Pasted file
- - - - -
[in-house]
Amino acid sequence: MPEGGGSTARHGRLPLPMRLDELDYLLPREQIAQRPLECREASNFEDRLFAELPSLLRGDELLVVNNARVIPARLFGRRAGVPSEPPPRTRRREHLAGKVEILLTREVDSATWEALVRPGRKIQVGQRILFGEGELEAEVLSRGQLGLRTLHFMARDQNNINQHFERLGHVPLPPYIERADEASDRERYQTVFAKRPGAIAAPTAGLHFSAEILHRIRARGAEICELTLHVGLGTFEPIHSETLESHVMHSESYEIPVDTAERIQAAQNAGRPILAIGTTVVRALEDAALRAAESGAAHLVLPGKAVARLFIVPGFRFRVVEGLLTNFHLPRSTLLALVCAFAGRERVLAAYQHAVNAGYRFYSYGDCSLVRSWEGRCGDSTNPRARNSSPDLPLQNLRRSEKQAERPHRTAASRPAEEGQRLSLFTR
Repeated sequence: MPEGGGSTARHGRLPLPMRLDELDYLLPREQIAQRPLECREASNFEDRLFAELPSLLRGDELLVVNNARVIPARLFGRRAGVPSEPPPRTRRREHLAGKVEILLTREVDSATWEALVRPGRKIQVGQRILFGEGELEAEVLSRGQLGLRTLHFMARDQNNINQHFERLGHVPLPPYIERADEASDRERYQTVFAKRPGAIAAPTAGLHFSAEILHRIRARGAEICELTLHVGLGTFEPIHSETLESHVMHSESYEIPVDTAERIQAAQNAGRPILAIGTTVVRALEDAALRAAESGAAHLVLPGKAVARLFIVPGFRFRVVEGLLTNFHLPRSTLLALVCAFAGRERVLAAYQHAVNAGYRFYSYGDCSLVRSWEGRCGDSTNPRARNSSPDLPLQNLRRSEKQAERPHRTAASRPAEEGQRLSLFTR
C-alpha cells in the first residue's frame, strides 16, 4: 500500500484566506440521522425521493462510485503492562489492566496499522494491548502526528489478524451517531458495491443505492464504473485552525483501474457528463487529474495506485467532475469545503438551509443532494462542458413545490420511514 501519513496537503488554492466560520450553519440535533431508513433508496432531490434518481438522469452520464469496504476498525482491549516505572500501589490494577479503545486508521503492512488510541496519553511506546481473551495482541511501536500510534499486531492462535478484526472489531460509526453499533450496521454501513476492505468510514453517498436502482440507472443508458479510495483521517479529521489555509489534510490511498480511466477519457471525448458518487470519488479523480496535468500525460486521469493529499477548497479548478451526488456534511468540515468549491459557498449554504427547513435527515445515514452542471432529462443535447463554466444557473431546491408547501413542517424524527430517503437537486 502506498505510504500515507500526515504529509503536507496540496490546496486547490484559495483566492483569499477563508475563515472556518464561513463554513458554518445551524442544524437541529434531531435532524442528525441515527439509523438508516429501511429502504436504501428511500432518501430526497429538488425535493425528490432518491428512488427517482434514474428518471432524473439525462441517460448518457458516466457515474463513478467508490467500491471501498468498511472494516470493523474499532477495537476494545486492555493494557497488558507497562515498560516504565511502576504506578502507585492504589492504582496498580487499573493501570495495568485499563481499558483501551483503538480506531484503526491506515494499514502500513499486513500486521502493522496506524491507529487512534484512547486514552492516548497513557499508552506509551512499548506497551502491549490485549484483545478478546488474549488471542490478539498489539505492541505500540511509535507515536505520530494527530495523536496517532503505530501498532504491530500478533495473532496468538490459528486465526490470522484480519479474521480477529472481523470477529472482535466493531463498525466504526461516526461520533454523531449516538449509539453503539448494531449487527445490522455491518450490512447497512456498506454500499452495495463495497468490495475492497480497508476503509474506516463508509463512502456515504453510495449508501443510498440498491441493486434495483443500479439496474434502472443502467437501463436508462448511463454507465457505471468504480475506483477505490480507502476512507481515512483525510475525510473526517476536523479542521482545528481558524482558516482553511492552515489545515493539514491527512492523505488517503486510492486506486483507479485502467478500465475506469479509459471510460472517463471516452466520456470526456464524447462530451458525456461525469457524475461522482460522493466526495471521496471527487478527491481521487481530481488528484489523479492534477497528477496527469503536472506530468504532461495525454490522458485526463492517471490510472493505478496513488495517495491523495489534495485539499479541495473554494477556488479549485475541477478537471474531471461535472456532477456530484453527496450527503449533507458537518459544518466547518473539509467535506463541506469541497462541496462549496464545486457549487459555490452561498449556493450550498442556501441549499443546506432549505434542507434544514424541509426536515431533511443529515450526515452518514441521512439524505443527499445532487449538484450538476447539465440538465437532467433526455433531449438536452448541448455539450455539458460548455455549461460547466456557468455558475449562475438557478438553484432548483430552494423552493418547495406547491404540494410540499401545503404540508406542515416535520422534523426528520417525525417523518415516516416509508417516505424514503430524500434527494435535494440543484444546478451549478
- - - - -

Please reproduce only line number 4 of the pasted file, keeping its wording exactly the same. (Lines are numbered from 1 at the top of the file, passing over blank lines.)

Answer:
C-alpha cells in the first residue's frame, strides 16, 4: 500500500484566506440521522425521493462510485503492562489492566496499522494491548502526528489478524451517531458495491443505492464504473485552525483501474457528463487529474495506485467532475469545503438551509443532494462542458413545490420511514 501519513496537503488554492466560520450553519440535533431508513433508496432531490434518481438522469452520464469496504476498525482491549516505572500501589490494577479503545486508521503492512488510541496519553511506546481473551495482541511501536500510534499486531492462535478484526472489531460509526453499533450496521454501513476492505468510514453517498436502482440507472443508458479510495483521517479529521489555509489534510490511498480511466477519457471525448458518487470519488479523480496535468500525460486521469493529499477548497479548478451526488456534511468540515468549491459557498449554504427547513435527515445515514452542471432529462443535447463554466444557473431546491408547501413542517424524527430517503437537486 502506498505510504500515507500526515504529509503536507496540496490546496486547490484559495483566492483569499477563508475563515472556518464561513463554513458554518445551524442544524437541529434531531435532524442528525441515527439509523438508516429501511429502504436504501428511500432518501430526497429538488425535493425528490432518491428512488427517482434514474428518471432524473439525462441517460448518457458516466457515474463513478467508490467500491471501498468498511472494516470493523474499532477495537476494545486492555493494557497488558507497562515498560516504565511502576504506578502507585492504589492504582496498580487499573493501570495495568485499563481499558483501551483503538480506531484503526491506515494499514502500513499486513500486521502493522496506524491507529487512534484512547486514552492516548497513557499508552506509551512499548506497551502491549490485549484483545478478546488474549488471542490478539498489539505492541505500540511509535507515536505520530494527530495523536496517532503505530501498532504491530500478533495473532496468538490459528486465526490470522484480519479474521480477529472481523470477529472482535466493531463498525466504526461516526461520533454523531449516538449509539453503539448494531449487527445490522455491518450490512447497512456498506454500499452495495463495497468490495475492497480497508476503509474506516463508509463512502456515504453510495449508501443510498440498491441493486434495483443500479439496474434502472443502467437501463436508462448511463454507465457505471468504480475506483477505490480507502476512507481515512483525510475525510473526517476536523479542521482545528481558524482558516482553511492552515489545515493539514491527512492523505488517503486510492486506486483507479485502467478500465475506469479509459471510460472517463471516452466520456470526456464524447462530451458525456461525469457524475461522482460522493466526495471521496471527487478527491481521487481530481488528484489523479492534477497528477496527469503536472506530468504532461495525454490522458485526463492517471490510472493505478496513488495517495491523495489534495485539499479541495473554494477556488479549485475541477478537471474531471461535472456532477456530484453527496450527503449533507458537518459544518466547518473539509467535506463541506469541497462541496462549496464545486457549487459555490452561498449556493450550498442556501441549499443546506432549505434542507434544514424541509426536515431533511443529515450526515452518514441521512439524505443527499445532487449538484450538476447539465440538465437532467433526455433531449438536452448541448455539450455539458460548455455549461460547466456557468455558475449562475438557478438553484432548483430552494423552493418547495406547491404540494410540499401545503404540508406542515416535520422534523426528520417525525417523518415516516416509508417516505424514503430524500434527494435535494440543484444546478451549478